Fifty years later, do you think US is winning war on poverty?
Media—print and electronic—is filled with reviews and evaluations of the declaration of a “WAR ON POVERTY” by President Lyndon Baines Johnson in his first State of the Union Address on January 8, 1964. Just think: This address was made only seven weeks after President Kennedy had been assassinated.
Among the articles about this 50th anniversary of the declaration of the “WAR ON POVERTY,” I think Susan Page has written an outstanding feature article published by USA TODAY, “50 years later, war on poverty has new battle lines: Issues of economic fairness and opportunity once again are fueling a more vocal populism.”
I urge you to use the link and take time to watch the video from the LBJ Presidential Library which features President Johnson's declaration of the WAR ON POVERTY. I was INSPIRED to hear President Johnson's voice announcing the declaration of the WAR ON POVERTY. Various persons who knew President Johnson and some of his biographers are reminding us of the INTENSE PERSONAL EXPERIENCE Johnson had growing up in POVERTY in Texas. This is a KEY factor to understand Johnson's intensity on this issue. The truth is: Johnson HATED poverty!
Susan Page asserts, “Now, issues of economic fairness and opportunity once again are fueling a more vocal populism, setting a more liberal Democratic agenda and prompting alternative proposals from some leading Republicans. In his own State of the Union Address this month, President Obama is expected to call for raising the minimum wage, extending long-term unemployment benefits and addressing the dramatically widening gap between the rich and everybody else.”
We gain perspective on the anniversary from Page's interview with Joseph Califano, LBJ's top White House domestic policy adviser who noted approvingly, "I think income inequality has really hit a nerve, a political nerve.” She reports that Califano noted the populist priorities outlined last week in the inaugural address by New York Mayor Bill de Blasio, the most liberal mayor in at least two decades in the nation's largest city. Califano is quoted, "I think we're going to see a revival of programs really designed to give the poor a lift."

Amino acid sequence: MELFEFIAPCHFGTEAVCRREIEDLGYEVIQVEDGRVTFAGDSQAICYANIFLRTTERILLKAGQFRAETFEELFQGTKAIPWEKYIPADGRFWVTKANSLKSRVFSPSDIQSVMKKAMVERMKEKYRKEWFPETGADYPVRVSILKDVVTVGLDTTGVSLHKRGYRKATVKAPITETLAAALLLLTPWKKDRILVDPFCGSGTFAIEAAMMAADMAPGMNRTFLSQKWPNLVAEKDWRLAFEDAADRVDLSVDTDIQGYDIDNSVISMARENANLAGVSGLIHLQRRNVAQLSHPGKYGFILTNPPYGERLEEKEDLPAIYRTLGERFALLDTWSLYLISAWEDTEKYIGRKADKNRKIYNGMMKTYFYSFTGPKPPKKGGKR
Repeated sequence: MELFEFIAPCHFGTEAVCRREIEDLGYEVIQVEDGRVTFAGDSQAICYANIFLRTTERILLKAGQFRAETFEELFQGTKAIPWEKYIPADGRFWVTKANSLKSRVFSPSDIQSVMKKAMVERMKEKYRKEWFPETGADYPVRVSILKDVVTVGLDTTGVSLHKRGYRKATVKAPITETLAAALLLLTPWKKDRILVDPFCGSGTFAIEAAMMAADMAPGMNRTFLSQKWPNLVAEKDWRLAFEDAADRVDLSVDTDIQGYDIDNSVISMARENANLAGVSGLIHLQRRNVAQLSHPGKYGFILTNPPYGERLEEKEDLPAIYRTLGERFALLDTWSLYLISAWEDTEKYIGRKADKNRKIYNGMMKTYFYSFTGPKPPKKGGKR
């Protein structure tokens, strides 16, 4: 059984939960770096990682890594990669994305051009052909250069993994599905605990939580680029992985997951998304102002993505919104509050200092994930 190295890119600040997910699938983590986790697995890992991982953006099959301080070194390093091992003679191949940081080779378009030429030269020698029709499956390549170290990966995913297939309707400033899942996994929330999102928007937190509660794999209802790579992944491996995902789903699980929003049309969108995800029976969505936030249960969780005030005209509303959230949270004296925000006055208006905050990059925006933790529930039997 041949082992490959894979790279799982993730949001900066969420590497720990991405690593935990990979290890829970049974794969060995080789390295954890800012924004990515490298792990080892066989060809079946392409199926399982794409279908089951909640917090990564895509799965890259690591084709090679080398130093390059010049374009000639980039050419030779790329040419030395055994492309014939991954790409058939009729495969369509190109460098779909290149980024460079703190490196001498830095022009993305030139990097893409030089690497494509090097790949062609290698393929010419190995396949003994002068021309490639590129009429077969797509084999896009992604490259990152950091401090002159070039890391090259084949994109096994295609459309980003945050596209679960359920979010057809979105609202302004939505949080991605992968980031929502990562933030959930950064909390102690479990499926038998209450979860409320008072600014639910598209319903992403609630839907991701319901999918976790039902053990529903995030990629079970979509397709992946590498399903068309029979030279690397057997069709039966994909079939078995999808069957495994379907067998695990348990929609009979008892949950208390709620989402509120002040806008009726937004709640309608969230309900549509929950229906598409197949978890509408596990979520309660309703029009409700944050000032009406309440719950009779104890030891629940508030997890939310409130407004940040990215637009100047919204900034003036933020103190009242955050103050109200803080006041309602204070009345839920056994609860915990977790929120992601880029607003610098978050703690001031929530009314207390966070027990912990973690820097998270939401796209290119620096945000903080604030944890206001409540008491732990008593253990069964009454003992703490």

Page's review with commentary on NOW and THEN is a helpful reminder, “To be sure, there's little prospect Obama will be able to push through major legislation in short order the way Johnson did in the 1960s, utilizing big Democratic majorities in both houses of Congress, his legendary legislative skill and the nation's resolve in the wake of JFK's death. From the 1964 State of the Union Address until he left office five years later, Johnson would sign into law landmark measures that extended civil rights protections and established safety net programs. (His presidency also would become mired in the expanding Vietnam War.)”
Page's article has a heading, “Poverty won.” That is a continuing issue. Did “poverty” really win? She argues, “The fact that poverty wasn't vanquished then and persists today has provided ammunition for those who say the goal was impossible or the wrong tools were chosen to reach it.”
What about the statistics Page cites, “The official poverty rate in the United States, defined as lacking resources for life's basic needs, was 19% in 1964. It had fallen to 12.1% by 1969, the year Johnson left office. Last year, it stood at 15%, only a modest decline from the launch of his anti-poverty campaign. Today, about 50 million Americans, including 13 million children, live below the poverty line—in 2012 set at $23,492 for a family of four.”